In the racially charged America of the Donald Trump era, even a superhero movie can become a flashpoint.
When “Black Panther” hit the silver screens this weekend, it shattered expectations and became the fifth highest-grossing debut film, following only "Star Wars: The Force Awakens," ''Star Wars: The Last Jedi," ''Jurassic World" and "The Avengers". It was the highest-grossing February opening weekend ever.
The Marvel flick, with a budget of $200 million, is the most expensive movie directed by a black director with a mostly black cast, and is one of few to feature a black superhero. Its strong opening positions it to set a box-office record for a black director.
The acclaim was swift. “‘Black Panther' Breaks Records and Barriers in Debut Weekend,” read aheadline on the NPR website. Rolling Stone ran a feature titled “The ‘Black Panther’ Revolution".
But not everyone was thrilled at the film’s success. No sooner had the film opened than racist Internet trolls began circulating false information. Twitter users posted pictures they said were of white people who had tried to go to see the film only to be “brutally attacked” by “black thugs…because they said whites weren’t allowed to watch the movie", in the words of one such tweet.
Another user said his friend was brutally beaten “by an angry group who did not have tickets". His account quickly became the source of ridicule because the photo he used to prove his point was taken from the Walking Dead and easily recognised by fans of the show.
Soon enough, the black community responded with tweets warning about potential violence. The tweets were all the more salient given that they came on the heels of a school shooting in Florida, the worst in five years. In 2012 a gunman killed twelve people in a movie theater in Aurora, Colorado during the opening weekend of “The Dark Knight Rises”.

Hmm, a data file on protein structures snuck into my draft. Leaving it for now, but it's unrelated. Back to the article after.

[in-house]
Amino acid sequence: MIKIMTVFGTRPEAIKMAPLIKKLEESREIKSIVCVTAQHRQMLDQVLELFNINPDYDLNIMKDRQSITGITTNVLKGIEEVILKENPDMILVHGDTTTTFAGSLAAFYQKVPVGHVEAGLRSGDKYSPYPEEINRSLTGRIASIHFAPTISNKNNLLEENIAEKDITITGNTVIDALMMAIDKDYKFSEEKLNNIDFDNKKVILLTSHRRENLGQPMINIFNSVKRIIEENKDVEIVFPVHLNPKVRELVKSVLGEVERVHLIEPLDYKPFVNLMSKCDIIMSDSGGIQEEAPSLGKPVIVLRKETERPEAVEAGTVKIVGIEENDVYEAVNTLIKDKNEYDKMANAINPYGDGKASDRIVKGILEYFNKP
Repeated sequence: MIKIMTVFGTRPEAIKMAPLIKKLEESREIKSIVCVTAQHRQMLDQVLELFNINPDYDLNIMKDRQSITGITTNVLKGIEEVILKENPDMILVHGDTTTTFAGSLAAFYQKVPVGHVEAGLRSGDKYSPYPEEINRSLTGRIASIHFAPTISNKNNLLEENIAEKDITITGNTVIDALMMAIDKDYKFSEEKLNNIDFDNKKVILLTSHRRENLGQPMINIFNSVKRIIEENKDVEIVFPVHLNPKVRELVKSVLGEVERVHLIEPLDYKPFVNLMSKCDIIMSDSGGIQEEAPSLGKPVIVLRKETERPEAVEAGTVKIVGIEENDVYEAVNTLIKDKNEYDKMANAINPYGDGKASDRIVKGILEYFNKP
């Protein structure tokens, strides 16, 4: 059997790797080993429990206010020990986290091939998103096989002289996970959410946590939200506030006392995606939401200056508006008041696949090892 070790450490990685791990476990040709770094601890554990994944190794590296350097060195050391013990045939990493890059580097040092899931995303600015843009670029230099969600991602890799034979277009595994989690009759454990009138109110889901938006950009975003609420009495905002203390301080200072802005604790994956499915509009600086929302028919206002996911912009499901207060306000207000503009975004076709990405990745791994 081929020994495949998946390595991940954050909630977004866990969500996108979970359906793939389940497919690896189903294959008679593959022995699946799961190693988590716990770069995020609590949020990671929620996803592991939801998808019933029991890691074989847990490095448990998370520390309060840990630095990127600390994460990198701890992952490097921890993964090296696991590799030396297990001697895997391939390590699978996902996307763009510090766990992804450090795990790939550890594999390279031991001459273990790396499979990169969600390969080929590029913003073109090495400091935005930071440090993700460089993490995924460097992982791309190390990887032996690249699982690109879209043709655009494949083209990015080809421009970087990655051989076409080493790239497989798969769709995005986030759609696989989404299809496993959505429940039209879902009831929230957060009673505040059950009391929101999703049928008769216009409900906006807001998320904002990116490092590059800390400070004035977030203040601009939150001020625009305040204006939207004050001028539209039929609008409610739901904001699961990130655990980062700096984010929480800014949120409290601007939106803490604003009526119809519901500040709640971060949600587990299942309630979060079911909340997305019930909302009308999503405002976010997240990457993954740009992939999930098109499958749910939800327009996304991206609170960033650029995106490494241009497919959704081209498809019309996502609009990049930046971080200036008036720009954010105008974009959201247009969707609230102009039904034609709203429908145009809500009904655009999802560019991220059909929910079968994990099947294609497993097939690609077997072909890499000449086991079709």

The tweets show that in today’s racially charged America, even a superhero movie can be politicised and become the target of Internet trolls. One group decided to use the politicisation of the film in a more positive way: to encourage voter registration.
The Electoral Justice Project of the Movement for Black Lives has organised an initiative called #WakandaTheVote that encourages moviegoers to register to vote (Wakanda is the name of the fictional country where the movie takes place). The campaign has inspired voter registration drives in more than 50 US cities.
Both Republicans and Democrats are looking at the 2018 midterm elections as a critical battle over control of the House and Senate, and the registration of black voters could be an important factor in that fight. In 2016 there were several instances of mass voter suppression, generally targeting black and Hispanic voters.
Identity politics played a significant role in the film’s success. “But while the White House is putting down people of African descent, Hollywood is lifting us up -- most spectacularly through the release of Disney-Marvel's new movie, "Black Panther," CNN’s Van Jones wrote.
Journalist Jamil Smith wrote in Time about the power of black people seeing representations of themselves in popular culture.
“Relating to characters onscreen is necessary not merely for us to feel seen and understood, but also for others who need to see and understand us. When it doesn’t happen, we are all the poorer for it,” he wrote. “This is one of the many reasons 'Black Panther' is significant. What seems like just another entry in an endless parade of superhero movies is actually something much bigger.”
And the #BlackPantherChallenge, which began as a fundraiser to send kids from Harlem to see the film grew into the largest GoFundMe campaign ever for an entertainment event, raising $400,000, or enough money to buy tickets for more than 30,000 children.
Audience demographics from the 4,020 movie theatres indicated that the film’s audience was far more diverse than usual. According to comScore, 37 percent of ticket buyers were black, as opposed to an average of 15 percent for other superhero movies.